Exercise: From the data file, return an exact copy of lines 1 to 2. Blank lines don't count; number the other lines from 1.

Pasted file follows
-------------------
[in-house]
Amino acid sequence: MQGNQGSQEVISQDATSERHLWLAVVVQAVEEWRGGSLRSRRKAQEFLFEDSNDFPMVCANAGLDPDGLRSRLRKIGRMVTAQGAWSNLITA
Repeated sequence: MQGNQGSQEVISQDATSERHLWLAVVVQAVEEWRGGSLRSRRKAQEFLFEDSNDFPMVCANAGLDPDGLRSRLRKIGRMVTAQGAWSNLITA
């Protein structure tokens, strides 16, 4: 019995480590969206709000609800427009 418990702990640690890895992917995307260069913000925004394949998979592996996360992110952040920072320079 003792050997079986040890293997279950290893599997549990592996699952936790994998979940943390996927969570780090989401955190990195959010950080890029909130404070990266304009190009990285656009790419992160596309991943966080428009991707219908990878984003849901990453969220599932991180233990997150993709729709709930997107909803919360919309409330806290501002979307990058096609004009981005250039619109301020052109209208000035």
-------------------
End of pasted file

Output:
[in-house]
Amino acid sequence: MQGNQGSQEVISQDATSERHLWLAVVVQAVEEWRGGSLRSRRKAQEFLFEDSNDFPMVCANAGLDPDGLRSRLRKIGRMVTAQGAWSNLITA